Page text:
10 frame interlaced image obtained from the reduced size left and right images and the reduced size left and right depth maps (dimensions: 3600 x 2395).

If the inkjet printer is truly 600 dpi, it's clearly better to use the full size interpolated views rather than the reduced size interpolated views. It is therefore worth the effort to go through the whole process described above of size reduction to get the depth maps and enlargement to get the interpolated views. If it is possible and practical, of course.

Of course, an article about 3d would not be complete without an animated gif of some sorts, so here's the 3d wiggle obtained using the reduced size left and right images and the reduced size left and right depth maps:


In the above, I may have used dpi instead of ppi, or vice versa. This is very common behavior as a lot of software out there use the two interchangeably. The dpi is a printer only thing, it tells you how many dots the printer can lay per inch on the paper. By the way, if the printer resolution is 4800 and it uses four colors, the printer resolution is really 1200 (4800/4). In theory, the dpi should be larger than the ppi and people in the know say that it should be a multiple of the ppi (that latter point, I am not completely sure why so if you know of a good source, let me know).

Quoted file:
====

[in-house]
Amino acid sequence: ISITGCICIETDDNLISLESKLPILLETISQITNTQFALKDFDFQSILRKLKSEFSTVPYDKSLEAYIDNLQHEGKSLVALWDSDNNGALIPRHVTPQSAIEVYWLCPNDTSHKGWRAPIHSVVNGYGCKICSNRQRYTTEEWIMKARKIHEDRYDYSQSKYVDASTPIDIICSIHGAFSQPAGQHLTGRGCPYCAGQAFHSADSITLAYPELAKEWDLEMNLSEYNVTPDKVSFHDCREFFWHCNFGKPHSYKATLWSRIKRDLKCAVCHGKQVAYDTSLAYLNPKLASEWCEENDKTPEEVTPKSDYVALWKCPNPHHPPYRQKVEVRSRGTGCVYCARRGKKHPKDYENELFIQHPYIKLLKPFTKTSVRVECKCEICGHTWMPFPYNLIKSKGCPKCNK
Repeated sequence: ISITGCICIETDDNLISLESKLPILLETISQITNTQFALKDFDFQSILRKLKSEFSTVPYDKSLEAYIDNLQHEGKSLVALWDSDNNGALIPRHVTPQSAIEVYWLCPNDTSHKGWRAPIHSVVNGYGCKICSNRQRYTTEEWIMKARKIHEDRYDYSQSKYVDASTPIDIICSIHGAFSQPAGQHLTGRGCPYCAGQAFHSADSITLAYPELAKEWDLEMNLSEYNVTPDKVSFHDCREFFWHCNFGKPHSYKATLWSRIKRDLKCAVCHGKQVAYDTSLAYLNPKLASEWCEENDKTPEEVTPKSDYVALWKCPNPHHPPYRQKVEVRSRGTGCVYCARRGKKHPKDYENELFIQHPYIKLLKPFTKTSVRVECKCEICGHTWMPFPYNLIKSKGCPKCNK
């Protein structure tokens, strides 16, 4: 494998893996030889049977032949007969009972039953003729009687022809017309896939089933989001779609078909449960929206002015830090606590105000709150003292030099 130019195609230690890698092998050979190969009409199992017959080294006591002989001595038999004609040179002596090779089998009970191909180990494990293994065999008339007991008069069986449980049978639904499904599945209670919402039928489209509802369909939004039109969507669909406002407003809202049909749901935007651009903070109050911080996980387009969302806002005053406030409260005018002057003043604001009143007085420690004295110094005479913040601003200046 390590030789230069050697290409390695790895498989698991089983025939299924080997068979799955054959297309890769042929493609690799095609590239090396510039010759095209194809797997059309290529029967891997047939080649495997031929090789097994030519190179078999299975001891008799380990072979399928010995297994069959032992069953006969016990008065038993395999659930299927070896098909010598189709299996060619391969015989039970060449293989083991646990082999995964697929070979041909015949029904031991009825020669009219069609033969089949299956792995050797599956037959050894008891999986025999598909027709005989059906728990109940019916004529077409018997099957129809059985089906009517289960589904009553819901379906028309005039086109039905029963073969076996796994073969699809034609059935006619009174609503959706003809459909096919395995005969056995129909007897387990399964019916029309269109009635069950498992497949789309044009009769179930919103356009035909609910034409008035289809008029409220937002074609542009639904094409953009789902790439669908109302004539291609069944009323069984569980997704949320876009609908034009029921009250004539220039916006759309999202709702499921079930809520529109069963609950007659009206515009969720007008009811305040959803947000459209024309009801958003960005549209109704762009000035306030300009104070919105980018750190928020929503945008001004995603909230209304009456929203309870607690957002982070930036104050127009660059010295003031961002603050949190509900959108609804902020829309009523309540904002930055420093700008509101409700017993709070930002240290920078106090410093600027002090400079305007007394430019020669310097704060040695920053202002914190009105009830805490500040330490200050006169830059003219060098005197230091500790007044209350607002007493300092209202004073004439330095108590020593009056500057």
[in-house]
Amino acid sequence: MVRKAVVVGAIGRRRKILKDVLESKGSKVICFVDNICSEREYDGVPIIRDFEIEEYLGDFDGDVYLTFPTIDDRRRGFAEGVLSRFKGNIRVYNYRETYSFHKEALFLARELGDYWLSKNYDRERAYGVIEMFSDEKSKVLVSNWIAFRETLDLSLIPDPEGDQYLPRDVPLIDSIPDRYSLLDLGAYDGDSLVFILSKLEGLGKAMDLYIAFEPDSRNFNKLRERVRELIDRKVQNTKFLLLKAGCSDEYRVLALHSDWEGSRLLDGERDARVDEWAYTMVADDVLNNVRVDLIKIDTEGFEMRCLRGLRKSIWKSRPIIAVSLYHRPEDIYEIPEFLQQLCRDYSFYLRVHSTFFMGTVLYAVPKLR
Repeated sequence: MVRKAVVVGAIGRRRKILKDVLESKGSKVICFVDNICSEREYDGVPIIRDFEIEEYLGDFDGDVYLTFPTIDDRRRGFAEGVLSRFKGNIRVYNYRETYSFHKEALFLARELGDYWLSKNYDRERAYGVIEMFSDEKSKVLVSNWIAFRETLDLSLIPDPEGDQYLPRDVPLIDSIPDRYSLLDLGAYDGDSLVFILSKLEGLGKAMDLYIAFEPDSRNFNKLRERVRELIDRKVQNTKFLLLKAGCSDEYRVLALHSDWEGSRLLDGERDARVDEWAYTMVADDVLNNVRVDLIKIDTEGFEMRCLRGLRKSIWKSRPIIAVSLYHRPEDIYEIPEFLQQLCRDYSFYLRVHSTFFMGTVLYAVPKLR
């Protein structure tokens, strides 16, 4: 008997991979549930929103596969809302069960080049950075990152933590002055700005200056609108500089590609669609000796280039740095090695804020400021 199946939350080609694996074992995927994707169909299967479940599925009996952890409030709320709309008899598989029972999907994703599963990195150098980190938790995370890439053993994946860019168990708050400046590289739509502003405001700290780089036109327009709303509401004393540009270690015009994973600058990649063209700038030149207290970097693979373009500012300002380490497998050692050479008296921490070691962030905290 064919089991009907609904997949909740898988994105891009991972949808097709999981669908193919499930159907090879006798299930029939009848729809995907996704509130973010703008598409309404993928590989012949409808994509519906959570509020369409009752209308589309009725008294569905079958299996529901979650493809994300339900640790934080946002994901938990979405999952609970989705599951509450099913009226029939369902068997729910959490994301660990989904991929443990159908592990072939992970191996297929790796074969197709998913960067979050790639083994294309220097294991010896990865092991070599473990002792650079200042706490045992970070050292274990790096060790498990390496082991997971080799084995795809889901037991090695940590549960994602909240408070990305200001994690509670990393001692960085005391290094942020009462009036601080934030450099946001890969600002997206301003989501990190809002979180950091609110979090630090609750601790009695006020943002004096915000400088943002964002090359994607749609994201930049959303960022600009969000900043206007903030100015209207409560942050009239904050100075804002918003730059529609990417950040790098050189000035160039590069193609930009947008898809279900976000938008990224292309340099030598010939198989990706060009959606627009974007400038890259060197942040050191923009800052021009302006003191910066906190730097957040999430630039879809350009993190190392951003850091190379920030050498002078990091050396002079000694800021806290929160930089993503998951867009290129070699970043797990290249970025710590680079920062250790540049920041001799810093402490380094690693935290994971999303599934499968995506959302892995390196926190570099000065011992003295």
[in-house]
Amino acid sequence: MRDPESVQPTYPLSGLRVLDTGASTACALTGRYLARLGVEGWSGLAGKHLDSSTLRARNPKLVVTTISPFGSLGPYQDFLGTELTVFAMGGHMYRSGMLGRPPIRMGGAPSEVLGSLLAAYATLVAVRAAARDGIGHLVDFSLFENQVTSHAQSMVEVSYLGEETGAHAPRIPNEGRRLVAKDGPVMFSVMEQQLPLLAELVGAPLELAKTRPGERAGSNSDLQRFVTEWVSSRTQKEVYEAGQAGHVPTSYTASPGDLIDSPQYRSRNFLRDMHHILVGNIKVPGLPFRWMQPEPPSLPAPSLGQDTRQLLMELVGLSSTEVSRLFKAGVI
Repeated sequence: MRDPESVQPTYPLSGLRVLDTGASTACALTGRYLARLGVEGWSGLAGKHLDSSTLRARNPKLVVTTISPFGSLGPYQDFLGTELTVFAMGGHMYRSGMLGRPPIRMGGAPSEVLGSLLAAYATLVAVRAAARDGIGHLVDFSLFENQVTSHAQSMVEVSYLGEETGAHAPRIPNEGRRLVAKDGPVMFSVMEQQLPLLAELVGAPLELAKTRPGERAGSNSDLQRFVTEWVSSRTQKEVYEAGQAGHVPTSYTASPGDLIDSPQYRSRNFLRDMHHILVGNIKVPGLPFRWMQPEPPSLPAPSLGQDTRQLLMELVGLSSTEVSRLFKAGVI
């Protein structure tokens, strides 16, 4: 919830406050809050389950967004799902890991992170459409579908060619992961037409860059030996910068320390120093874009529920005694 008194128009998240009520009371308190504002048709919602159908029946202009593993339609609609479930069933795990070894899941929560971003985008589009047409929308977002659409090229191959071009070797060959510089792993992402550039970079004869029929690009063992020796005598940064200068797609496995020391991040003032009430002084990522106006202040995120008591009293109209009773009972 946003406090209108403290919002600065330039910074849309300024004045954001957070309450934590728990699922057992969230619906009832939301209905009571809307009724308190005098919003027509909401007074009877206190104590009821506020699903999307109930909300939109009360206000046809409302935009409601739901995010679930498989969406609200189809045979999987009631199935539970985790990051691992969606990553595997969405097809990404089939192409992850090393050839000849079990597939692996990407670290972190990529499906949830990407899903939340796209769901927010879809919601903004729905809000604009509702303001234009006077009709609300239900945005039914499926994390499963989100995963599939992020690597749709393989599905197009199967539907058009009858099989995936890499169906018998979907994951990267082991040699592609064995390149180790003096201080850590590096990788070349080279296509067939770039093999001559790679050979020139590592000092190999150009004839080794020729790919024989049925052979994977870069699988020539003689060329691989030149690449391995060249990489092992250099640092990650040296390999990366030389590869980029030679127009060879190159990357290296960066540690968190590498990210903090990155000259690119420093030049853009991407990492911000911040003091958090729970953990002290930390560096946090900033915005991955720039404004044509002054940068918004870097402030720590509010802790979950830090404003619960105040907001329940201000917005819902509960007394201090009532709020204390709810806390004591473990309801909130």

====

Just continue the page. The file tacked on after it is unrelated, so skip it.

Please note that I am no expert in making diy lenticulars, so if you have suggestions, please let me know your thoughts on the subject. Making lenticulars at home with any inkjet printer is no easy task and the more streamlined and fool proof the process can be, the better.